29 Jan Alimony Reform in South Carolina
Alimony reform is making considerable strides in South Carolina in 2016. This is due in large part to the considerable urging by the South Carolina Alimony Reform, an organization formed in 2011 with the one goal of abolishing permanent alimony. The group has made waves over the last few years and grabbed the attention of the South Carolina legislature, which has created a legislative committee to review South Carolina’s current alimony policies.
Changes to the Current Alimony Practice
The most recent step has been the drafting and creation of House Bill 4029, which is still in its infancy but makes great strides in alimony reform. The following are some of the changes proposed by House Bill 4029:
Presumption that Reimbursement or Lump-Sum Alimony is Default Alimony Practices
- Though the bill maintains the system of periodic alimony, lump sum alimony, rehabilitative alimony, reimbursement alimony, etc., it incorporates a presumption in the law that the court’s default alimony payment structure be centered around reimbursement or lump-sum alimony, rather than periodic or rehabilitative alimony, unless their evidence is provided to the court that supports otherwise.
Duration of Marriage will Dictate Duration of Alimony Payments
- The bill also creates a presumption that the duration of marriage will dictate the type of alimony that may be included in the settlement. The overall outcome, however, is that regardless of how long the couple was married, the court should not give alimony for a period longer than the duration of the marriage, unless clear and convincing evidence is put forth that extraordinary circumstances are present to dictate this type of alimony. The bill suggests that there is a presumption that:
- For a marriage that is five years long or less, alimony should not be given to either party
- For a marriage lasting between five to 10 years, the supported spouse is permitted to receive alimony for a period that is equal to 20 percent of the time that the couple was married
- For a marriage lasting between 10 and 20 years, the supported spouse can receive alimony for a period that is equal to 30 percent of the time that the couple was married
- For a marriage lasting between 20 and 30 years, the supported spouse is entitled to alimony for a period that is equal to 40 percent of the duration of the marriage
- For a marriage lasting 30 years or longer, the supported spouse is only entitled to alimony for a period that is equal to 50 percent of the duration of the marriage.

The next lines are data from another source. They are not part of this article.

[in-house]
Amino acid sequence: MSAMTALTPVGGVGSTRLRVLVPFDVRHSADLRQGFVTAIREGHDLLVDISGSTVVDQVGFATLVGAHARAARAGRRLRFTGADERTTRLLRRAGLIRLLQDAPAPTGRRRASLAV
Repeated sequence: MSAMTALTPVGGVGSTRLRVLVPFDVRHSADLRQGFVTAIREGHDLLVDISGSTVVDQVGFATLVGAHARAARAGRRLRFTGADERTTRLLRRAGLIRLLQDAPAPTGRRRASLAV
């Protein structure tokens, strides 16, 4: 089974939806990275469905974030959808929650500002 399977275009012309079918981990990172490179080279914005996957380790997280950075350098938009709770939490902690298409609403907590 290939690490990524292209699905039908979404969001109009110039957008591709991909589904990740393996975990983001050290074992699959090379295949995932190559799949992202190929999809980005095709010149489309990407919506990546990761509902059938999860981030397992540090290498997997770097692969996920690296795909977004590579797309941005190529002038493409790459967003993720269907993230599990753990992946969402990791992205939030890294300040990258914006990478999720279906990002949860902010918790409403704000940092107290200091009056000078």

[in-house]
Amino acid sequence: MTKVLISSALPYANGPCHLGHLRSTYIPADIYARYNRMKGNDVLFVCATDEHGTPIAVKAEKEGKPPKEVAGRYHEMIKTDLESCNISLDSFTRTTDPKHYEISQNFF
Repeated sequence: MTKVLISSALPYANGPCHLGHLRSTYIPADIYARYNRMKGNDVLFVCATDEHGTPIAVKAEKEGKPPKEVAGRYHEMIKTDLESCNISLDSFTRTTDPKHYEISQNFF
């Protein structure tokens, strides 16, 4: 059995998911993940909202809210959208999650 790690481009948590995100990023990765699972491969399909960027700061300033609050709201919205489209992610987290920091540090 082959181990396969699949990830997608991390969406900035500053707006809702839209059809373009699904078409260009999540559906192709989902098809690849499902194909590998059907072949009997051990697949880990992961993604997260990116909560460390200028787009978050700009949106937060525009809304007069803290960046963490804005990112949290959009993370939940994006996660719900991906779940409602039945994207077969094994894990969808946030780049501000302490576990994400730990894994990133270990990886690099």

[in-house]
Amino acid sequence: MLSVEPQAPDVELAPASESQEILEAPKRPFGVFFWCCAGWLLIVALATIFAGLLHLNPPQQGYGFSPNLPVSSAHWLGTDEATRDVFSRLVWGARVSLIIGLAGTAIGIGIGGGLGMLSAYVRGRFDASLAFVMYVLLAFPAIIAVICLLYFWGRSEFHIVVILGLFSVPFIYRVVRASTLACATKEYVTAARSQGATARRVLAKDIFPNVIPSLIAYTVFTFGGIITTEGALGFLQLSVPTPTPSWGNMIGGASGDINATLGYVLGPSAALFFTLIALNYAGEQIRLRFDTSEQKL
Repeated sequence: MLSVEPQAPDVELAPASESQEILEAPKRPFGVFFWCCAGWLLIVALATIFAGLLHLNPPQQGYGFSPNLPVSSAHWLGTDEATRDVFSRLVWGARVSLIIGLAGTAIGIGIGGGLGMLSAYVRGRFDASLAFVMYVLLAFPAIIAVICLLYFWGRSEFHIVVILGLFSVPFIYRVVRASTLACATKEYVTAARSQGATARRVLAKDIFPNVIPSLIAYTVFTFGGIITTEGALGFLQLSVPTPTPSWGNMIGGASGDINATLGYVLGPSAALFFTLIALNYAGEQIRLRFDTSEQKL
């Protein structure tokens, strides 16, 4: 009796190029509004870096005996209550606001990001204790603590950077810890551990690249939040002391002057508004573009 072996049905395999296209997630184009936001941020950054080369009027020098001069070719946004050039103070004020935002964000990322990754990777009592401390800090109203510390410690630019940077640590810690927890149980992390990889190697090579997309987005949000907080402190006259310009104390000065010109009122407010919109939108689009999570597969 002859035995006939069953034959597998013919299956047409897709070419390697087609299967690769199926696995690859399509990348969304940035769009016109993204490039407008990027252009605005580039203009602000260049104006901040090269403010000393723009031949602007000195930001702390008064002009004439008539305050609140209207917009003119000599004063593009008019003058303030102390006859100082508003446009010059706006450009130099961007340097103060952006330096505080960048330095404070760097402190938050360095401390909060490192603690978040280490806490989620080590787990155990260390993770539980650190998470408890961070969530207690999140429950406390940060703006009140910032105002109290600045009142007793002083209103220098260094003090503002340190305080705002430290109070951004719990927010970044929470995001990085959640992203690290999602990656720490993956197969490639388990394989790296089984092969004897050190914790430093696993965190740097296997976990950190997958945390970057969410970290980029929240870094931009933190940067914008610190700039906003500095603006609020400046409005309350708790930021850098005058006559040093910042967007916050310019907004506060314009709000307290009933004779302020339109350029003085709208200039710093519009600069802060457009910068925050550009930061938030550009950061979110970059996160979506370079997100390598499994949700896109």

Cohabitation’s Effect on Alimony
- The bill incorporates a redefined relationship between alimony and cohabitation, defining cohabitation to mean that the supported spouse is in a romantic relationship with the person with which he/she is living in the same house. The bill broadens the definition of cohabitation and includes that a supported spouse may be considered to cohabitate with another even if the supported spouse has a separate residence in addition to the residence being shared between the supported spouse and his/her romantic partner. The bill also provides that the court, when considering the award of alimony, should also give weight to how much of the supported spouse’s award will go to paying for the cohabited living space shared with another person.
What Payments Should or Should Not Modify Alimony Payments
- Finally, the bill adds that alimony should be decreased when the supported spouse receives social security, pension, and any passive retirement funds. The bill also creates the presumption that retirement is considered a change of circumstance where at retirement; the supported spouse’s alimony should be modified based on any social security benefits due to the supported spouse. The bill, however, does state that disability benefits (whole or partial), workers’ compensation, or other income received by the supported spouse for an injury or disability should not affect the alimony payments, except where the supporting spouse can should good cause.
Experienced Family Law Attorneys in Mount Pleasant, Charleston Area
The new alimony reform will overhaul the current state of alimony payments. If you and your significant other are considering a divorce, this alimony reform may affect your alimony responsibility. It is important to speak with an experienced family law attorney at Klok Law Firm LLC, who can help you assess how the alimony reform will impact your divorce settlement and alimony future. Contact Klok Law Firm LLC today for a free and confidential consultation.